Also trying to find the American southwest in Israel was nearly impossible. We were driving all over the country trying to find a classic motel or diner. Then you come here (Albuquerque) and you could not swing a dead cat without finding one of those. It became so easy to do that part of the story here. The challenge has been finding a realistic location for everything. Then duplicating the same set in different countries has been a challenge.
Q: At what point in the series shoot were you when you knew you had to leave Israel?
Kring: We had wrapped the pilot and were in prep on the next two episodes. It was the day we were going to shoot all the inserts for the pilot that missiles were fired over Tel Aviv. We were planning to film the whole thing there. The biggest Israeli TV network was part of it so it was a huge disappointment for all of us.
Q: What is the advantage of an “event” series like this over an open-ended TV series?
Kring: It’s shot in a different way. You hire all the writers up front and write all the episodes (and) then you produce them so you’re able to cross-board, meaning you can shoot scenes from Episode 3 and Episode 6 and Episode 9 all on the same set, which is the way a movie works, so it’s shot more like a big movie. It turns out that Gideon can direct three-quarters of it himself, so it has a single vision. S.J. Clarkson created (the vision with the pilot) very closely with me and Gideon.
Q: Are you concerned about nudging some people who might be sensitive to some of the material covered in the show?
Kring: Religion is such a touchy subject and people will see through whatever lens they want to see this. You ask yourself, “Do you just not do it because of that?” We take no stand on this other than it is a point of view about fanaticism. Fanaticism, in any form, is very dangerous. In the world we live in today, we all need to recognize it and talk about it. If we don’t, it’s going to get really, really ugly. We’re seeing that every day. We don’t take a stand on any particular religion. There are fanatics on all sides.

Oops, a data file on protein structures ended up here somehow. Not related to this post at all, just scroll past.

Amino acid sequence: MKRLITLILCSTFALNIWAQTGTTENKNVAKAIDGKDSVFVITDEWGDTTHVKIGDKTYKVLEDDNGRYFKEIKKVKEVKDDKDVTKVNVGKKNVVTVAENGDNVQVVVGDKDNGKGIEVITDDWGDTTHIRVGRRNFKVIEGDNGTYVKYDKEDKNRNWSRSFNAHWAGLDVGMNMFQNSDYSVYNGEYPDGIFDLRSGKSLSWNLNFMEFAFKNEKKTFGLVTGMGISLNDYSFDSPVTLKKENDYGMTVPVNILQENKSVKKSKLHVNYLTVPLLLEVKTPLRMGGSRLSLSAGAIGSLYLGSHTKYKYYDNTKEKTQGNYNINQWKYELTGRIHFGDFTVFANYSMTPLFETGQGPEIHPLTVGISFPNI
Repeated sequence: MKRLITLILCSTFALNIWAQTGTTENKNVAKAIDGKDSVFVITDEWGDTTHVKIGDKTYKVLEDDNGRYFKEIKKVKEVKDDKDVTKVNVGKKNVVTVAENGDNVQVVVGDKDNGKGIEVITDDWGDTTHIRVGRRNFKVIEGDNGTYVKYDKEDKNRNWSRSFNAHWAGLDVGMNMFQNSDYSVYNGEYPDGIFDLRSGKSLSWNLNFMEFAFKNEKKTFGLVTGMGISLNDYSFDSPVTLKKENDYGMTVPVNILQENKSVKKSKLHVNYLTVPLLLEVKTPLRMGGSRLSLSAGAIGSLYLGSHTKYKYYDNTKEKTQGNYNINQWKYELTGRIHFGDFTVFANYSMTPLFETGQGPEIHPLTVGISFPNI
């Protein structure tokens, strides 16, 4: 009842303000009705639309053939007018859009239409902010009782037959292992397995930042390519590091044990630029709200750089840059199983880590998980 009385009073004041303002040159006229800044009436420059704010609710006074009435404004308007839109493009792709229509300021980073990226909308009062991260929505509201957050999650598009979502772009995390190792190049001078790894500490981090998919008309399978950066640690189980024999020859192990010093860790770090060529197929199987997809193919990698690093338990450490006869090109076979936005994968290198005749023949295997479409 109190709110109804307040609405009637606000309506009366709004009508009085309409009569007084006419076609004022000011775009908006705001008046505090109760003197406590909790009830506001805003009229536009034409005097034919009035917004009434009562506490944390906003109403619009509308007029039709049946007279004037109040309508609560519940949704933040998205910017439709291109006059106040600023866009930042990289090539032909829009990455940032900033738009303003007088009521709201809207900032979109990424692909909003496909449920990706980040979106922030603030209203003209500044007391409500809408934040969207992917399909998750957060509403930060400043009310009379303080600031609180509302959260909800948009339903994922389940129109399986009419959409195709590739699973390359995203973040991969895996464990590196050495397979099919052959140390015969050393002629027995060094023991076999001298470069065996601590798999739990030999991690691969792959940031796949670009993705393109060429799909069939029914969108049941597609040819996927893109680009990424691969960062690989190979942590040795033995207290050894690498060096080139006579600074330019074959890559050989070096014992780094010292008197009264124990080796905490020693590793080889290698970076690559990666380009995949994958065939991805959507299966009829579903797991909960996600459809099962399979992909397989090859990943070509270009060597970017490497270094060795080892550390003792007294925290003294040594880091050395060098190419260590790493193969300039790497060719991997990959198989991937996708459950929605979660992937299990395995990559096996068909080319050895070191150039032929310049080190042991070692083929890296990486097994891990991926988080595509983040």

Q: Is there room for a sequel here?
Kring: It really is a story about a legal attaché, and that is always an FBI agent stationed in foreign countries in the consulate who investigates crimes against and by American citizens on foreign soil. It opens up the world to anything. (Isaacs’ character Peter) happens to be stationed in Jerusalem and he happened to be buddied up with an Israeli cop but he could be stationed in another part of the world.
Q: How did you decide you wanted to make films or TV and tell stories?
Raff. I grew up in Jerusalem and always wanted to tell stories. I started as a writer. I’m a novelist in Israel. Then I went to an acting-for-directors school. I then went to New York and took some classes with Stella Adler about directing. In the beginning, it was all about theater—not so much film and television but all about telling stories in different ways. Writing was a means to direct. But I’m very miserable when I don’t write.
Q: How did you team up with Tim Kring?
Raff: I was working on a show called “Tyrant” and I wanted a partner on “Dig.” I’m a big fan of Tim’s. I thought he would be perfect for this because we’re telling stories from different points of view and they all converge. Tim does that brilliantly. The minute I met him, we’re so much in sync about how to tell a story and what we liked that it’s a match made in heaven. It’s a relationship with no ego. If it’s a good idea, it goes into the script.